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When Trust is Broken

by Meredith Richardson
October 2014

From the Meredith Mediates blog by Meredith Richardson

Meredith Richardson

Do you want to be right or do you want to be in relationship?

This can be one of the hardest questions to answer.

When there is a substantial violation of your trust, what do you do with that?

What do you do with multiple, small violations of your trust?

The answer is different for each of us. Some are quick to choose principles over relationship. Some are always choosing relationship. And most of us fall somewhere in between.

Sometimes it's the first violation of trust that causes us to ask this question. Usually, when that happens, it's something big, some form of betrayal on a large scale, like an affair.

Sometimes it's a collection of violations over time. Trust has been slowly chipped away at, eroded, until finally the question is there, "Do I want to continue this relationship?"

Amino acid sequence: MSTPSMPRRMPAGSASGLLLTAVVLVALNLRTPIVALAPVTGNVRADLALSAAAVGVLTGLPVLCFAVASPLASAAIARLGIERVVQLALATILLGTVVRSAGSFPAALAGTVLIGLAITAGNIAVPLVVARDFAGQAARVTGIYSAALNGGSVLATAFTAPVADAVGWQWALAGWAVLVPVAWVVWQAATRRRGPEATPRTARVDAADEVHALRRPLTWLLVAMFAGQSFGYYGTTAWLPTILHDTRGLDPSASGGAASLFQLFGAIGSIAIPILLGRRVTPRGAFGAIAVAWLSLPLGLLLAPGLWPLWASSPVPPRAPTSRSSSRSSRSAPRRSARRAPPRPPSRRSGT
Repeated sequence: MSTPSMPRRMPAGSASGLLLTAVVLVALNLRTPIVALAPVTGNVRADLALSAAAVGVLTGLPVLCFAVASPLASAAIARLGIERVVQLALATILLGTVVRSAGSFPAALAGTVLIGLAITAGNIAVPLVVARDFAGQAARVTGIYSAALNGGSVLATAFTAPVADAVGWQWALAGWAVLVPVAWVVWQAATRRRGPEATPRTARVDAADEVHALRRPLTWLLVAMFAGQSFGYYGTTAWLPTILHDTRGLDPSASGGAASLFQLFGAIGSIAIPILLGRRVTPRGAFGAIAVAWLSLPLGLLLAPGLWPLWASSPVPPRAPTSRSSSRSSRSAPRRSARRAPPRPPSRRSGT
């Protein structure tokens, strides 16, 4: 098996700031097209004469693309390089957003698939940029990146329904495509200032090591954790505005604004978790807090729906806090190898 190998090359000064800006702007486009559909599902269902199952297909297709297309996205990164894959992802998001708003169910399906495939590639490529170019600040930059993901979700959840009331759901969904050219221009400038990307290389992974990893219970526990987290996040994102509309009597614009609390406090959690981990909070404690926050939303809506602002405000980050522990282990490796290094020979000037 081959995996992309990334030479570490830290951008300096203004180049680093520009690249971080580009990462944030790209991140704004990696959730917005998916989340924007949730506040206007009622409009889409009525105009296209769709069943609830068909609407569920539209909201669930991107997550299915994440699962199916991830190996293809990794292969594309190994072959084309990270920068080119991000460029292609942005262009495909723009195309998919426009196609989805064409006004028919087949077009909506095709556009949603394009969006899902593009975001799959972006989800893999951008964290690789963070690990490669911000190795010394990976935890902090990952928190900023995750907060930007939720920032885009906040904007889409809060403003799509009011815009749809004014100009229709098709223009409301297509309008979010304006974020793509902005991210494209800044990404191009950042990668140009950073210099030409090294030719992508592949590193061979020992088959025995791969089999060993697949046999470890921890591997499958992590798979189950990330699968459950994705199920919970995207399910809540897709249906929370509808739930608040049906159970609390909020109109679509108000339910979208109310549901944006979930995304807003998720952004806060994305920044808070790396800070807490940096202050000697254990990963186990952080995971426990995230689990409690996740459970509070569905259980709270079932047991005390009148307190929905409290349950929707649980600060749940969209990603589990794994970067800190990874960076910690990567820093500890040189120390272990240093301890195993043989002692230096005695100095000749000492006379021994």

Trust is something which can be freely given or earned over time. It also can be squandered by the receiver. It takes much longer to rebuild trust than it does to receive it initially.

Words are not enough when it comes to rebuilding trust. It is one's actions which truly tell whether one is trustworthy or not.

Rebuilding trust takes time and energy on both sides. It can be a long and painful process.

And, until trust has been rebuilt, the question lingers, "Do I want to continue in this relationship?"

Only you have the answer to that question.

Biography


Meredith Richardson, Esq., CPC, helps people and organizations to successfully navigate conflict through mediation, conflict coaching, and training.  Though she was trained and worked as an attorney in ME, NH, and MA, she no longer self-identifies as a lawyer.  She helps people to have difficult conversations successfully.

Meredith is well-respected by her peers, and has served on both the Maine Association of Mediators Board and the NH Conflict Resolution Association Board.  With an office in Maine, she is readily available for work in Maine, NH, and Massachusetts.   



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